THE country’s trade deficit continued to widen in November from a year earlier but the gap was slightly narrower compared to October, the Philippine Statistics Authority (PSA) reported on Thursday.
Inbound shipments rose by 6.8 percent year-on-year to $9.469 billion, PSA data showed, while exports contracted 0.3 percent to $5.569 billion.
Total trade in goods subsequently hit a deficit of $3.901 billion in November, higher than the $3.280 billion recorded a year earlier but down from the previous month’s $4.081 billion.
Year to date, the trade deficit widened by 61 percent to $37.687 billion, from $23.408 billion, as exports contracted by 0.9 percent and exports surged by 15.8 percent.
ING Bank Manila senior economist Nicholas Antonio Mapa pointed out that imports of capital machinery and raw materials helped widen the year-to-date trade gap.
Raw materials and intermediate goods accounted for the largest share of total imports at 38.6 percent, up 6.7 percent to $3.65 billion from a year earlier.
Imports of capital goods worth $3.02 billion, meanwhile, took a 31.9 percent share — 4.9 percent higher year on year.
“With both the government and corporates doubling down on this capital-intensive growth, wide trade gaps will likely be the norm in the medium term,” Mapa said in a comment.
Electronic products, meanwhile, remained the country’s top export with earnings of $3.16 billion. The amount, which accounted for 56.7 percent of total export revenues in November, was down 1.6 percent from the previous year.
“These products rely heavily on imported components for production, which could explain why several episodes of peso depreciation have not been able to give the export sector the type of boost it sorely needs,” ING’s Mapa said.
He said the current account would likely remain in deficit as imports continued to outpace outbound shipments.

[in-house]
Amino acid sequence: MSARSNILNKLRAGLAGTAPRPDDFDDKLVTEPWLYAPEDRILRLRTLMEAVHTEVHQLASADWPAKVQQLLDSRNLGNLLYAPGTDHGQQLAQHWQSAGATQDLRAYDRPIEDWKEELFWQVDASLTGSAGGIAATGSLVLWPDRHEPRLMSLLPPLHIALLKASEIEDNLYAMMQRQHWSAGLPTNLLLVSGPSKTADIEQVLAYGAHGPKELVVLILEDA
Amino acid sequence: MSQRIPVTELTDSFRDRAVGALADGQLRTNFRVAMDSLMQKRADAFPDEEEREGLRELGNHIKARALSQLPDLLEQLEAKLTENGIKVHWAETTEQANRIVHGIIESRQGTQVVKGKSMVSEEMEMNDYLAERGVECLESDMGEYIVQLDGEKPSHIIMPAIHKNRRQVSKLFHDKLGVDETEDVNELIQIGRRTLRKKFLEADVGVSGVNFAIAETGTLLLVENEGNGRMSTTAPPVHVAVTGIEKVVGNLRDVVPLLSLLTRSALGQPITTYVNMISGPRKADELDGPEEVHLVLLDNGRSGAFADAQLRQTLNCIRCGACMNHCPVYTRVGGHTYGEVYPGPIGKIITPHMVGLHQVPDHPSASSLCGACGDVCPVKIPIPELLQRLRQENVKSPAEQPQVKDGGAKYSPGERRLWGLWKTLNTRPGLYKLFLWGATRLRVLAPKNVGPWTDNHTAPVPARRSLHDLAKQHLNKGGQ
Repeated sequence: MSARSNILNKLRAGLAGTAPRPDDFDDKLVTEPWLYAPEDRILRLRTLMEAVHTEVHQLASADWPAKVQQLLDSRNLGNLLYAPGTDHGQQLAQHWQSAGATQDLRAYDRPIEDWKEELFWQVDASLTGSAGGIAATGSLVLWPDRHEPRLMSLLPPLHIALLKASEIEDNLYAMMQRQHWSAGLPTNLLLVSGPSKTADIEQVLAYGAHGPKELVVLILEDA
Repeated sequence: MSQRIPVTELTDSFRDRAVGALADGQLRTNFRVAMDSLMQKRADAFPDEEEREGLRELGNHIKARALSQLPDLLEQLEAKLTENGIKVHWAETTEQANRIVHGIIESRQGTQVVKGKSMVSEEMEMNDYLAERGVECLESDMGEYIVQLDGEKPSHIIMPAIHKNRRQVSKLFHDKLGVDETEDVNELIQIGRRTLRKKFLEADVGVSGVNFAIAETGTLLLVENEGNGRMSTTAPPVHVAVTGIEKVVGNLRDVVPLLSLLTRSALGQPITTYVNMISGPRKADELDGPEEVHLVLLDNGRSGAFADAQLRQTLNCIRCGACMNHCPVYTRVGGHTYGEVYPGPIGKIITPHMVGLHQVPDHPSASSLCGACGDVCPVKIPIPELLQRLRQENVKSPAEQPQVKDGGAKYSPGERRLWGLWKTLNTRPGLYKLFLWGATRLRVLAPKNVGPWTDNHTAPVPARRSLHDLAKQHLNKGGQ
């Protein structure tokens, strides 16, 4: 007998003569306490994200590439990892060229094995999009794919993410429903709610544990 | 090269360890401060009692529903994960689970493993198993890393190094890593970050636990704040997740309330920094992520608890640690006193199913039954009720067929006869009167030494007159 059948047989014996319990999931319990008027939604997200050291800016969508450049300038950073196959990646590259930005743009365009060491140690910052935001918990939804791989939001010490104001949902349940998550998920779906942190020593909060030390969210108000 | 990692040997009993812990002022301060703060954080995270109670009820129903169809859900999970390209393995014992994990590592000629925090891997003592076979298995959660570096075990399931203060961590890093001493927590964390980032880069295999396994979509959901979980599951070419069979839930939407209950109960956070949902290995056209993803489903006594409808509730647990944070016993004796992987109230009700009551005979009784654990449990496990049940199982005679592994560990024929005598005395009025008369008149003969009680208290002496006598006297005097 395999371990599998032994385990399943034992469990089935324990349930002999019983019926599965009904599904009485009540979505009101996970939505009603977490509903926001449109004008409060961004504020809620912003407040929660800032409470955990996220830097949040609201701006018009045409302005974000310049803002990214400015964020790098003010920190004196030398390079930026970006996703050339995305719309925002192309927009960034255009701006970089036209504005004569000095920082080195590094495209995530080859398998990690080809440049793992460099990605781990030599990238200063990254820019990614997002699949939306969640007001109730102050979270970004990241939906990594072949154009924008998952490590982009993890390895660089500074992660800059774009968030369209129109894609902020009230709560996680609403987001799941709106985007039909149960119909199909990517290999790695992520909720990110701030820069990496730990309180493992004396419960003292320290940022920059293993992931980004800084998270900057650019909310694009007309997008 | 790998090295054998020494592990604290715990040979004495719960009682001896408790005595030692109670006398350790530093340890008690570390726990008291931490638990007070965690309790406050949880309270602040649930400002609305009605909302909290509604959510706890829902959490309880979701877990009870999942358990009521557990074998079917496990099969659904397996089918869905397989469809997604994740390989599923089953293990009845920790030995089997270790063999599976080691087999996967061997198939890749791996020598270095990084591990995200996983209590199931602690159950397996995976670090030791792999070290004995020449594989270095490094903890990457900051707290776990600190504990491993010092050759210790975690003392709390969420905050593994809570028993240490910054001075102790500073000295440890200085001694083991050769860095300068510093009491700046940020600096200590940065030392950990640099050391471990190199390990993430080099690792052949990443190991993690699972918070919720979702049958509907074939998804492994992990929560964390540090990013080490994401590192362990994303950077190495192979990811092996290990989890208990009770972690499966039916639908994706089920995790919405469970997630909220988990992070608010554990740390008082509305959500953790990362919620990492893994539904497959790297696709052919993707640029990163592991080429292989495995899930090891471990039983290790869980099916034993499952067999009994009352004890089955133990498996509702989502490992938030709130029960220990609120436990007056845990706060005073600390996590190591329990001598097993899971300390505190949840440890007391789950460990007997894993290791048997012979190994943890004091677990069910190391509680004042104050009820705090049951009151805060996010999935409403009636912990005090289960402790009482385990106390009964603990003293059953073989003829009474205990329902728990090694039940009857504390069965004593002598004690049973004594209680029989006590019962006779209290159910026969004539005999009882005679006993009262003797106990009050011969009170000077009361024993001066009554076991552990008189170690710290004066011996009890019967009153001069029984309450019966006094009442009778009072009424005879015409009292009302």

The current account — a major component of the balance of payments — consists of transactions in goods, services, primary income and secondary income, and measures the net transfer of real resources between the domestic economy and the rest of the world.
The deficit hit $2.907 billion in the third quarter, a reversal from the $1.1-billion surplus recorded a year earlier. It brought the year-to-date shortfall to $6.471 billion, also a reversal from the $968-million surplus seen in the comparable 2017 period.
Reacting to the PSA data release, the National Economic and Development Authority (NEDA) underscored the need to improve implementation of government’s mid-term export strategies.
It noted that the country’s total merchandise trade grew by 4.1 percent to $15.038 billion — the slowest pace since the 2.7 percent clocked in March the same year.
“Moderation in global growth appears inevitable in 2019. Given a less encouraging global economic outlook, the country needs to ramp up the implementation of strategies outlined in the Philippine Export Development Plan 2018-2022,” Socioeconomic Planning Secretary Ernesto Pernia said.
Pernia also pointed out that support for micro, small, and medium enterprises (MSMEs) was necessary to increase their participation in global value chains.
“Simplifying loan processes, provision of financial literacy trainings, and facilitation of linkages between MSMEs and large corporations are some ways to spur the internationalization of MSMEs,” he said.
Pernia reiterated a call to amend the Foreign Investment Act to allow foreign firms to relocate manufacturing to the Philippines for both domestic and regional markets.
“A widening current account balance due to rising capital goods imports and anemic exports growth is a cause for concern. The widening gap emphasizes the need to reform legislation to allow foreign investments in firms catering to the domestic market, in addition to expanding their exporting activities,” he said.